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I, Robot

I, despite my best efforts, am a popcorn movie

I, Robot is a movie that plays at two different speeds. The first segment moves at a more restrained pace than would be expected of a summer blockbuster, and at times approaches thoughtfulness. But as the movie nears the end, it remembers what it was meant to be and shifts gears into light speed for a conclusion so busy with explosions and robotic combat that it forgets to resolve any of the points that were raised earlier in the film.

Will Smith plays a part that should be very familiar to him, as it essentially transports his role from the Bad Boys tandem of films 30-years into the future. In a world that has come to depend on robots, Smith is Detective Del Spooner, the last dissenting voice. From the beginning, there are references to why he so fervently protests the robots' existence, though the explanation once revealed is less than satisfying.

Either way, Spooner has been chosen to investigate the apparent, but mysterious, suicide of robot inventor Dr. Albert Lanning. At first glance, the suicide seems unquestionable, yet a holographic projection left behind by the doctor suggests otherwise. Unfortunately for Spooner, his colleagues are too enthralled by the robots to observe the clues. Eventually, it becomes clear to Spooner that the doctor has left behind a trail of clues for him that lead to the answers surrounding his death.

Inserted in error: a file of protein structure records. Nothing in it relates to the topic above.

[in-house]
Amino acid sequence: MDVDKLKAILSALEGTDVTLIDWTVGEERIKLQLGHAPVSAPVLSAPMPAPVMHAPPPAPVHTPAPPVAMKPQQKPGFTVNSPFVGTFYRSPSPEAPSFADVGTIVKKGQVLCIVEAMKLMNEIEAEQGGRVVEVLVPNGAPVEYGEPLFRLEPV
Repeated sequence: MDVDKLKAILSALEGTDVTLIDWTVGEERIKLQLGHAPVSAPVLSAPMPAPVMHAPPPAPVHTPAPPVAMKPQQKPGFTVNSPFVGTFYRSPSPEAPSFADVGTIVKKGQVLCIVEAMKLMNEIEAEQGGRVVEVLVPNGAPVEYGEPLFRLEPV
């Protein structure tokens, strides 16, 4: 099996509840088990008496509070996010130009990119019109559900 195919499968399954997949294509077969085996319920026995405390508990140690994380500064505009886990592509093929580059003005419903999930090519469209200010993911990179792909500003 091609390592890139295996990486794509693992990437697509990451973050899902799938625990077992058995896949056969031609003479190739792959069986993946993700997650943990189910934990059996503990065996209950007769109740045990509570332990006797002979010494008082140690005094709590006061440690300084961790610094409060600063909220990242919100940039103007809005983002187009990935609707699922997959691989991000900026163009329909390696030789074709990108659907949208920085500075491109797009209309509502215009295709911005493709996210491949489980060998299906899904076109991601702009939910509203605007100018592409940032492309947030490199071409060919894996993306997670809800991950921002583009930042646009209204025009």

After watching I, Robot, the first film that came to mind- The Matrix and Blade Runner were thought of beforehand- was David Fincher's The Game. In that film, Fincher creates a puzzle so captivating and involved that he's left no credible manner in which to solve it. Because of this, the film initially leaves a bad aftertaste. However, once one is further removed from the viewing, it's easy to appreciate Fincher's creation. I, Robot's puzzle is neither as complex, nor as interesting, but suffers from the same problem. As the end draws close, the film becomes a frantic scramble to account for each of the clues. In the process, it forgets to answer the most obvious of questions, hoping no one will notice the gaping hole in the story if enough robots inhabit the screen.

What we are left to ponder is whether multiplex-fare should be punished more for being ambitious and only partially succeeding or for settling, but fully achieving, mediocrity. I would lean toward the latter.